Some entrepreneurs plan to internationalize from the earliest stages of business development, adopting a proactive decision-making approach to identifying opportunities for expansion into other countries. Others, however, are not so deliberate, but somehow find success in internationalization.
“Most of [the field of international entrepreneurship] is focused on proactive decision-making, and most of what we teach is focused on that,” says Andreea Kiss, the Frank L. Magee Distinguished Professor of Management. “But we know from experience...that things are not always as straightforward or planned or systematic as we think they are. There’s a lot of serendipity involved.”
Kiss and her colleagues from the University of Victoria, Canada—Wade M. Danis, Sudhir Nair and Roy Suddaby—wanted to understand the cognitive underpinnings of how entrepreneurs identify and exploit unexpected opportunities for international exchange. They published their findings in a paper, “Accidental Tourists? A Cognitive Exploration of Serendipitous Internationalization,” which appeared in the International Small Business Journal: Researching Entrepreneurship.
The researchers adopted a multiple case study approach and collected data from small- and medium-sized firms located in Bulgaria, Romania and India which began their internationalization without an initial plan to do so. They conducted several rounds of interviews and analyzed the content of the interview transcripts to identify causal statements (sentences including words such as “because” and “if”) and build the causal maps that the entrepreneurs “navigate the world with.”
“It's based on the idea that how we think is how we talk or write,” Kiss explains.
She and her colleagues took a process perspective and divided the opportunity recognition process in several different stages: opportunity identification, evaluation and exploitation.
It turns out, Kiss says, different cognitive processes are at play at each of these different stages.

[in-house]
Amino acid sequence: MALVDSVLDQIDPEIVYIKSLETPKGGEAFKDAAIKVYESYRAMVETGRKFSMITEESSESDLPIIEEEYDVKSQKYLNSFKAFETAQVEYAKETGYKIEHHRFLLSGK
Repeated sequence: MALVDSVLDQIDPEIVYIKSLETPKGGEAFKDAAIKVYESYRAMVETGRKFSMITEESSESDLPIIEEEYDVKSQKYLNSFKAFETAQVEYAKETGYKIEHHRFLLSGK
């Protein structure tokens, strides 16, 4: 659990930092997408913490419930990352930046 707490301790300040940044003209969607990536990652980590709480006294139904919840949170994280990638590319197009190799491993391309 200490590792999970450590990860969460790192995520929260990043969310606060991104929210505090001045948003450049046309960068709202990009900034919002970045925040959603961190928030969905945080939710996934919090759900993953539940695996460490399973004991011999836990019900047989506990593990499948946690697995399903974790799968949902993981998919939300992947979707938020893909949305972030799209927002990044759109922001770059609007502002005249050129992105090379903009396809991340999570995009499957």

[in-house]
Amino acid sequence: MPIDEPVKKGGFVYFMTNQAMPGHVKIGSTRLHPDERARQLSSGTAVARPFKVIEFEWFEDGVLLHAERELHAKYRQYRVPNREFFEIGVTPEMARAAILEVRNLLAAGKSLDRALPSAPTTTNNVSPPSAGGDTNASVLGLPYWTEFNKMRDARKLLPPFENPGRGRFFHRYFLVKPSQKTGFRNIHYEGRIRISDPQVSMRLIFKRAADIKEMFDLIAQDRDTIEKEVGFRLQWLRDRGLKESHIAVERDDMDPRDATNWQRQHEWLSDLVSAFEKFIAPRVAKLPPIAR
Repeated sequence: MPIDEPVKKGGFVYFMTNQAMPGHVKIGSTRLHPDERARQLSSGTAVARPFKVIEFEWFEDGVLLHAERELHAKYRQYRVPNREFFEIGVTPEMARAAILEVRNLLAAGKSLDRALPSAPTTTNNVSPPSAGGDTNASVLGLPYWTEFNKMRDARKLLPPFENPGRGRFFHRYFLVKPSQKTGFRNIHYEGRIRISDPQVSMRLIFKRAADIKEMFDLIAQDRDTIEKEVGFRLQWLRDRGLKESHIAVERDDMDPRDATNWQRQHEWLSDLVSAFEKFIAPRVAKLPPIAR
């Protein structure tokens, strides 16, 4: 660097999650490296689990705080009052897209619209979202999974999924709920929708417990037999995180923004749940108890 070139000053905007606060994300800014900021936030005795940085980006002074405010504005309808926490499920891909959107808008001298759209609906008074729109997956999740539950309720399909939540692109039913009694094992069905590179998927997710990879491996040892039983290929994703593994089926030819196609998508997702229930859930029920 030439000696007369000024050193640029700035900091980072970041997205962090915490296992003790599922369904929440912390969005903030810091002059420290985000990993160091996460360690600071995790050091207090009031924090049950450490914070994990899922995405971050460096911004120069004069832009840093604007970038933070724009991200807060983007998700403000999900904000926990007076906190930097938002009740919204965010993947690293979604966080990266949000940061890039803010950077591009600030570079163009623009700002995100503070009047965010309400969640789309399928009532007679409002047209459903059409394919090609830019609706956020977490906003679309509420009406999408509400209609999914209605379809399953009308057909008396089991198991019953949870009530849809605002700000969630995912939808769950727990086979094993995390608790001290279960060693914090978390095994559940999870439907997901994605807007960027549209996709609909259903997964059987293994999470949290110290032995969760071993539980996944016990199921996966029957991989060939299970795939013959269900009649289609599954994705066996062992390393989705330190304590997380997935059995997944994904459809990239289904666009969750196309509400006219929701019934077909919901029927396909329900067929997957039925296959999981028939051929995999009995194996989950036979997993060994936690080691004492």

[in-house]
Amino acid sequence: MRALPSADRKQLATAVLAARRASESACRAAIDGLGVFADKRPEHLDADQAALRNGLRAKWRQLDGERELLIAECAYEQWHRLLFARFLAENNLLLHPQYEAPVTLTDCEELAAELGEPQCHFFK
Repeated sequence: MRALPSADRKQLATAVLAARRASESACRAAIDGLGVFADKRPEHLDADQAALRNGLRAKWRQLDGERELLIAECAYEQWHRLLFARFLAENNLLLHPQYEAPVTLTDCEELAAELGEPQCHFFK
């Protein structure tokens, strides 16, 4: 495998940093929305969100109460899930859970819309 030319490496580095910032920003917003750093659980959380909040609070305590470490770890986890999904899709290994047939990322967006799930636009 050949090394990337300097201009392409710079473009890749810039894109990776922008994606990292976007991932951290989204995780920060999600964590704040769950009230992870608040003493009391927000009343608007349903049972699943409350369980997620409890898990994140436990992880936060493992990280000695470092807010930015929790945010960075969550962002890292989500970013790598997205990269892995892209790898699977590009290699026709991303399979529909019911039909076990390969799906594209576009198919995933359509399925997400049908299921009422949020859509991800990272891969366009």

“Those that discover opportunities serendipitously seem to be more attuned to the external environment, so they take a deterministic view, while proactive decision-makers are more focused on their own knowledge. They are more internally motivated and their view of the world is that they influence the world, so they try to manipulate the process,” she explains. At the evaluation and exploitation stage, serendipitous entrepreneurs rely on effectual logic, focusing on affordable losses and leveraging existing resources to meet unexpected demand.
The team also found that when it came to subsequent opportunities to internationalize, the entrepreneurs took different approaches.
“We thought that maybe after they engaged in one of these serendipitous events, they would immediately update their causal logics and focus more on planning and discovering these opportunities proactively. Interestingly, some of them did and some didn't,” says Kiss.
This difference can be related to whether the entrepreneur deemed the first opportunity successful or not successful enough, she says. It can also be related to the entrepreneur’s level of cognitive complexity. In addition, the team found that planned or unplanned, the outcomes for small firms might be quite similar in terms of sales or trajectories or the number of countries they enter.
“From a practical perspective, our study suggests that although entrepreneurs should make careful, cost-effective investments in information that signals the value of opportunities, opportunities can be discovered without active search,” the team writes. “Entrepreneurs need to find the right balance between attending to and dismissing unexpected contingencies and investing in cognitive abilities such as complexity to improve the outcomes of this process over time.”
Andreea Kiss’ research is situated at the intersection of entrepreneurship, strategy, and international business and is focused on understanding how firms, in particular new firms, adapt to dynamic and uncertain environments. She received her Ph.D. from Georgia State University.